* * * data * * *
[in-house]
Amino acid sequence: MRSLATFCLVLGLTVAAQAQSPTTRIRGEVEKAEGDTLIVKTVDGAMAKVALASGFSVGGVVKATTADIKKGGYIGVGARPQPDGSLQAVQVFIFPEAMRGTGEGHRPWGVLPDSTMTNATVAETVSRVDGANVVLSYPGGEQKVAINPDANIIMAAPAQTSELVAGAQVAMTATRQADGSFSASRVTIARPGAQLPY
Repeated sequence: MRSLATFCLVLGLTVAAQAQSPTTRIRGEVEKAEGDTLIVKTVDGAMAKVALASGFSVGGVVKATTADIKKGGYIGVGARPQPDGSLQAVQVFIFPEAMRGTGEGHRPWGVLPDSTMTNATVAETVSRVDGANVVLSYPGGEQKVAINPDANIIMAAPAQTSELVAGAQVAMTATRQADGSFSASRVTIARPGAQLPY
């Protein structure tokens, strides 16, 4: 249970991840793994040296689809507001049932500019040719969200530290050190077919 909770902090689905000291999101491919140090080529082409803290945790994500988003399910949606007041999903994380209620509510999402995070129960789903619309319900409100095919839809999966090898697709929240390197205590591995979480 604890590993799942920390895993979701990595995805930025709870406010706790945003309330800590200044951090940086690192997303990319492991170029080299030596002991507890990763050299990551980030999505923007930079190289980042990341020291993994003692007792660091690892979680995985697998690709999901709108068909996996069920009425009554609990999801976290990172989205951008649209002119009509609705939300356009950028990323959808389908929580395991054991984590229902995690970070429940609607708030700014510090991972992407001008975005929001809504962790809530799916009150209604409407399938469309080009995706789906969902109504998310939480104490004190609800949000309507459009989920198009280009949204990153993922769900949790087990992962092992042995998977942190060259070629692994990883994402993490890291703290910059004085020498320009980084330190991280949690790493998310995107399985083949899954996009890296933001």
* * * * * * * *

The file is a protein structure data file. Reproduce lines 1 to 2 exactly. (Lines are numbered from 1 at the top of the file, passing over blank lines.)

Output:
[in-house]
Amino acid sequence: MRSLATFCLVLGLTVAAQAQSPTTRIRGEVEKAEGDTLIVKTVDGAMAKVALASGFSVGGVVKATTADIKKGGYIGVGARPQPDGSLQAVQVFIFPEAMRGTGEGHRPWGVLPDSTMTNATVAETVSRVDGANVVLSYPGGEQKVAINPDANIIMAAPAQTSELVAGAQVAMTATRQADGSFSASRVTIARPGAQLPY